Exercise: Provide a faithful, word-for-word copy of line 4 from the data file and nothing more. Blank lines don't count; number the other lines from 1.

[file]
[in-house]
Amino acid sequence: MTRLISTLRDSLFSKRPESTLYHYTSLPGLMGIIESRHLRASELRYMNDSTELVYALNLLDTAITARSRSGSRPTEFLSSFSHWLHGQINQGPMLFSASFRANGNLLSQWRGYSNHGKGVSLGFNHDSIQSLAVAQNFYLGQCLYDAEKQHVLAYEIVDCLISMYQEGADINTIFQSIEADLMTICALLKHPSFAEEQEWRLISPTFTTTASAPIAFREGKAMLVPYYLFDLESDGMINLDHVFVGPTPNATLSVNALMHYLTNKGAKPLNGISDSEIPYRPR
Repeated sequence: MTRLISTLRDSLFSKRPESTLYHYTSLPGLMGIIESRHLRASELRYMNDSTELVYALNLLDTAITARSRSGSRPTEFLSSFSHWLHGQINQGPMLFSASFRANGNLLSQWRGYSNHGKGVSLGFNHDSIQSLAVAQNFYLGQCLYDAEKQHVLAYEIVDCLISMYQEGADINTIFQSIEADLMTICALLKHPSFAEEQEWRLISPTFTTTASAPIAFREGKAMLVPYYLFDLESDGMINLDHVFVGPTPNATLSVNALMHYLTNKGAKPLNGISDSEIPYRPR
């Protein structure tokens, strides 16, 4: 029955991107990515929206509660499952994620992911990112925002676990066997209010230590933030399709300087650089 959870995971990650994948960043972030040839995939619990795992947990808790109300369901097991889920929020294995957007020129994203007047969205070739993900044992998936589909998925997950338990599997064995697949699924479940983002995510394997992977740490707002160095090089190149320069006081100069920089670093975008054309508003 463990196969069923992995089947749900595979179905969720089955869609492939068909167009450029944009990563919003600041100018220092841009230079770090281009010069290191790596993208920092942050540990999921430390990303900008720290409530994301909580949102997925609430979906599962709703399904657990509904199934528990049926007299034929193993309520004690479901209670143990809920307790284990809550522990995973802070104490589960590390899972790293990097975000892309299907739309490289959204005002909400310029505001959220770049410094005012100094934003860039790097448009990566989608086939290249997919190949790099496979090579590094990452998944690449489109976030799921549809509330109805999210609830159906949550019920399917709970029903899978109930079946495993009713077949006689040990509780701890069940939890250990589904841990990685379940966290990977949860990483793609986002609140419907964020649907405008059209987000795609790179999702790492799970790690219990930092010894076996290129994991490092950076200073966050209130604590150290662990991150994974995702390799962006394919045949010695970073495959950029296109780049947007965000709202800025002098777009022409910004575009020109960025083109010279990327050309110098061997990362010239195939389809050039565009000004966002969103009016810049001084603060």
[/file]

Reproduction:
């Protein structure tokens, strides 16, 4: 029955991107990515929206509660499952994620992911990112925002676990066997209010230590933030399709300087650089 959870995971990650994948960043972030040839995939619990795992947990808790109300369901097991889920929020294995957007020129994203007047969205070739993900044992998936589909998925997950338990599997064995697949699924479940983002995510394997992977740490707002160095090089190149320069006081100069920089670093975008054309508003 463990196969069923992995089947749900595979179905969720089955869609492939068909167009450029944009990563919003600041100018220092841009230079770090281009010069290191790596993208920092942050540990999921430390990303900008720290409530994301909580949102997925609430979906599962709703399904657990509904199934528990049926007299034929193993309520004690479901209670143990809920307790284990809550522990995973802070104490589960590390899972790293990097975000892309299907739309490289959204005002909400310029505001959220770049410094005012100094934003860039790097448009990566989608086939290249997919190949790099496979090579590094990452998944690449489109976030799921549809509330109805999210609830159906949550019920399917709970029903899978109930079946495993009713077949006689040990509780701890069940939890250990589904841990990685379940966290990977949860990483793609986002609140419907964020649907405008059209987000795609790179999702790492799970790690219990930092010894076996290129994991490092950076200073966050209130604590150290662990991150994974995702390799962006394919045949010695970073495959950029296109780049947007965000709202800025002098777009022409910004575009020109960025083109010279990327050309110098061997990362010239195939389809050039565009000004966002969103009016810049001084603060």